Where on earth can a private sector employee retire at 50 with a guaranteed six-figure income for the rest of their lives?
This question strikes at the heart of what’s been described as pension envy.
Under pension enhancements approved back in 1999, California Highway Patrol officers were granted retirement as early as 50 with 90 percent of their peak pay. The formula, known as “3 percent at 50,” which meant collecting 3 percent of the highest salary for each year worked, was expanded to prison guards, police and firefighters across the state. Within the California Public Employees’ Retirement System, 3.5 percent of pension recipients receive $100,000 or more.
Labor representatives say pensions preserve retirement security for middle-class workers. But as fewer private-sector workers have access to pensions, more Americans have fallen into retirement insecurity.
It’s difficult to say how many private companies provide six-figure pensions—and to how many of their workers. But by and large, older Americans are falling short of their retirement income goals.
Alicia Munnell, former economic advisor to President Bill Clinton and now director of the Center for Retirement Research at Boston College, says about half of today’s working-age households are at risk of maintaining their pre-retirement standard of living.
As we noted, there’s been a growing divide between public and private sector workers. A scarce number of private employers now offer traditional pensions that pay a “defined benefit” for life as most shift to defined contribution plans such as 401(k)s.
Just 5 percent of Fortune 500 companies offered a traditional defined benefit plan to new employees in 2015, down from roughly half in 1998, according to professional services company Willis Towers Watson.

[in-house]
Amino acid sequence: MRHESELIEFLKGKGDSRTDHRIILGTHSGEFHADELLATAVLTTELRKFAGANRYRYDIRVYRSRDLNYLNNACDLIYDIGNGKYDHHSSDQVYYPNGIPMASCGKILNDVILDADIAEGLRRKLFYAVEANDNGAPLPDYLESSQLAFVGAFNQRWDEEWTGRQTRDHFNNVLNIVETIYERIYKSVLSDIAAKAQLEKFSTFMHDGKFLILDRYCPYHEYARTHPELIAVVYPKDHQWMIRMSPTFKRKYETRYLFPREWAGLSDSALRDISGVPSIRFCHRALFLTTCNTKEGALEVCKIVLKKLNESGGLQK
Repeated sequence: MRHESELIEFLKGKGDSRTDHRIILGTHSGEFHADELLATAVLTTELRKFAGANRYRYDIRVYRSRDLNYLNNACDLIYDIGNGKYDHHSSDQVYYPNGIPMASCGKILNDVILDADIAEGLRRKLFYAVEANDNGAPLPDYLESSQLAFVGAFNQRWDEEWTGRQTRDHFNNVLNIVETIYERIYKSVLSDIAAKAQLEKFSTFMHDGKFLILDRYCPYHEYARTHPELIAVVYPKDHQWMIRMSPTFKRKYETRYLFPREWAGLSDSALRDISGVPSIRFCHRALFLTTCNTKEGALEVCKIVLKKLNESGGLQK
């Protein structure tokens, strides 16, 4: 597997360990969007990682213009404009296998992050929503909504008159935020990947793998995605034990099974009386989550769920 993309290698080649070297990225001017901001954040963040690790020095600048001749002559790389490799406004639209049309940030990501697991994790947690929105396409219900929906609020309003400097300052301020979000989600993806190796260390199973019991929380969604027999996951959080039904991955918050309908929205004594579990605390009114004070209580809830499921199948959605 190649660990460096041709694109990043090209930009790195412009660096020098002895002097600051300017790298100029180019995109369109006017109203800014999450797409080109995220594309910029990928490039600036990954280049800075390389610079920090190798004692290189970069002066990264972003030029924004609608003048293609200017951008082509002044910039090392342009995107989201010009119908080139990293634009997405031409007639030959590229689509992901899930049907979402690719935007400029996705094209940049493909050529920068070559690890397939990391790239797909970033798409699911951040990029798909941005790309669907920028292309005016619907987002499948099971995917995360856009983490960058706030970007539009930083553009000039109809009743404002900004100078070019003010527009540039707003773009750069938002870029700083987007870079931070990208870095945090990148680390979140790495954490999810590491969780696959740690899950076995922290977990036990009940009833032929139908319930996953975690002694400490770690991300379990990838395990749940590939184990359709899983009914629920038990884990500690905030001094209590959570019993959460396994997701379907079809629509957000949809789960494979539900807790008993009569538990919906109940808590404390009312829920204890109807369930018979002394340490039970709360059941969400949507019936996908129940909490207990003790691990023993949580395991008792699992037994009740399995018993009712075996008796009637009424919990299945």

The firm cited a variety of reasons for the shift:
“The move away from traditional pensions has been fueled by several factors, including a desire to better manage retirement costs (both level and volatility)—perhaps due to higher compensation and benefit costs elsewhere, especially health care—a more mobile workforce, the simplicity of account-based designs, government and accounting regulations, market trends and global competition.”
Quartz also found a handful of top companies with the biggest pension plans that are still taking new employees.
California is trying to address the retirement gap for private-sector working-class residents by experimenting with the Secure Choice Retirement Savings Program, also called CalSavers. The state-run savings program is aimed at private-sector workers whose employers don’t offer a retirement plan. Once running, California employers with five or more employees will be required to facilitate a payroll deduction into an employee’s retirement account, defaulting to 5 percent of salary, with the option for the worker to opt out or change contributions at any time. State officials say the money will be professionally invested and not create a liability for taxpayers.